Rainwater becomes surface runoff when the ground can’t soak it up fast enough. Even if the earth is cracked and dry, a downpour will fall faster than can be absorbed; hence, flash floods and overflowing sewer systems. The problem we have today is that impervious surfaces, such as car parks, sidewalks, and city buildings take over so much ground that the water cycle is disrupted, causing flooding and erosion. And stormwater collects oil, fertiliser, and litter on its way, further polluting the environment.
As a result, city councils are now forced to restrict impervious surfaces. In applying for building permits, the size of a lot, driveway, or pathway can be constrained by these new restrictions. A green solution is to divert the rainwater to soft landscaping with porous surfacing. Many cities have found that permeable paving and other green paving practices are less costly than restructuring stormwater drain systems.
Holistic concepts such as Water Sensitive Urban Design (WSUD) and Integrated Water Management (IWM) call for the integration of urban planning and development, including water supply, wastewater, stormwater, and groundwater management.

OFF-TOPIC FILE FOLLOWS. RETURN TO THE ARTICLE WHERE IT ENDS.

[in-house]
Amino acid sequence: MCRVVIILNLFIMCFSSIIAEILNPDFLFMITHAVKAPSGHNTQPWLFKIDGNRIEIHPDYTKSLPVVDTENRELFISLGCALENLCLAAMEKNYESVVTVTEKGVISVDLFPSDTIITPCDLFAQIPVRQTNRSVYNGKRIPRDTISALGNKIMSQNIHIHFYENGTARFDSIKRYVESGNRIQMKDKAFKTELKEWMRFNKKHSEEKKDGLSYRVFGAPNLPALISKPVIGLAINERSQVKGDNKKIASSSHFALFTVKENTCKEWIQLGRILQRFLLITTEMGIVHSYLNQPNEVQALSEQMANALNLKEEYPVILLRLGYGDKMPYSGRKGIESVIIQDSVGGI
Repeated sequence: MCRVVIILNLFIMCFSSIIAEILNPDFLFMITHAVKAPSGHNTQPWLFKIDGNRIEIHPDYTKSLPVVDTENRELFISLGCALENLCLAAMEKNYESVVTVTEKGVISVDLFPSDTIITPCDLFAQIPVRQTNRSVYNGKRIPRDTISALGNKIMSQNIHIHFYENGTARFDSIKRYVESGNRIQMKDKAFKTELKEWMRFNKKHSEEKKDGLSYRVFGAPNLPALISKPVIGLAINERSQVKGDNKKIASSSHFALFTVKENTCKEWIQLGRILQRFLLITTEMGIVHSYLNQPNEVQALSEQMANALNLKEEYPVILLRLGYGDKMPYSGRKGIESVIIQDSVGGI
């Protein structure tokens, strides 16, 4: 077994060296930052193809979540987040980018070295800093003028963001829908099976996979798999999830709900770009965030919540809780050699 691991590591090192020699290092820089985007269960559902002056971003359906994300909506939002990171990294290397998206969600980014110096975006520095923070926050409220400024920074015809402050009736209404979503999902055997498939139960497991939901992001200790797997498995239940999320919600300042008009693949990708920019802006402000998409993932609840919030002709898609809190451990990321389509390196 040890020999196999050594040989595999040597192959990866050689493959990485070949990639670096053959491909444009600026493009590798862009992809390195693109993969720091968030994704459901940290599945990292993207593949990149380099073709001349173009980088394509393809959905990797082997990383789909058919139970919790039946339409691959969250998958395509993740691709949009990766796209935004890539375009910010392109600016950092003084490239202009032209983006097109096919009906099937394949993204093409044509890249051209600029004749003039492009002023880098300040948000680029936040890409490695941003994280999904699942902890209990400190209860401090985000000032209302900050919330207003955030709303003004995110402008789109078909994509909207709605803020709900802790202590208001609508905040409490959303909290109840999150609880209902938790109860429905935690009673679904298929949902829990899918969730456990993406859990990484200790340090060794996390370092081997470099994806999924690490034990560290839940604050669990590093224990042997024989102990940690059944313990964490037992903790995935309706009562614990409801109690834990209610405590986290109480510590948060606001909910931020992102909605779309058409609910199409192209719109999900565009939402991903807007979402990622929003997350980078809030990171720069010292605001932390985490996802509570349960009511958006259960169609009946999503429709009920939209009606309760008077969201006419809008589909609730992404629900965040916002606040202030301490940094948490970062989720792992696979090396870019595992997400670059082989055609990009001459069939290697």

City Councils are proactive in improving the ecological management of urban stormwater under the State Environmental Protection Policy – Water of Victoria. A water balance may vary significantly from council to council due to regional differences in rainfall, land uses and other physical characteristics. The vision statements of the City Councils of Kingston, Brisbane, and Knox include water balance as part of the development of a Water Cycle Strategy, including rain gardens and rainwater tanks.
The Canberra Times report on positive steps to solve Canberra’s water quality include the use of permeable pavements, rain gardens, and wetlands. An installation of a rain garden as small as 10 square metres will reduce the amount of stormwater from approximately 83,000 litres per year to around 15,000 litres per year, an 81% reduction.
With soft landscaping, bio-retention tree pits, and a rain garden, you can meet your city council’s requirements for a green water system.
StoneSet provides a hard-wearing, usable surface while being classified as “soft landscaping,” the best of both worlds.
Ref: Developing a Strategic Approach to WSUD Implementation, Guidelines for Councils, Melbourne Water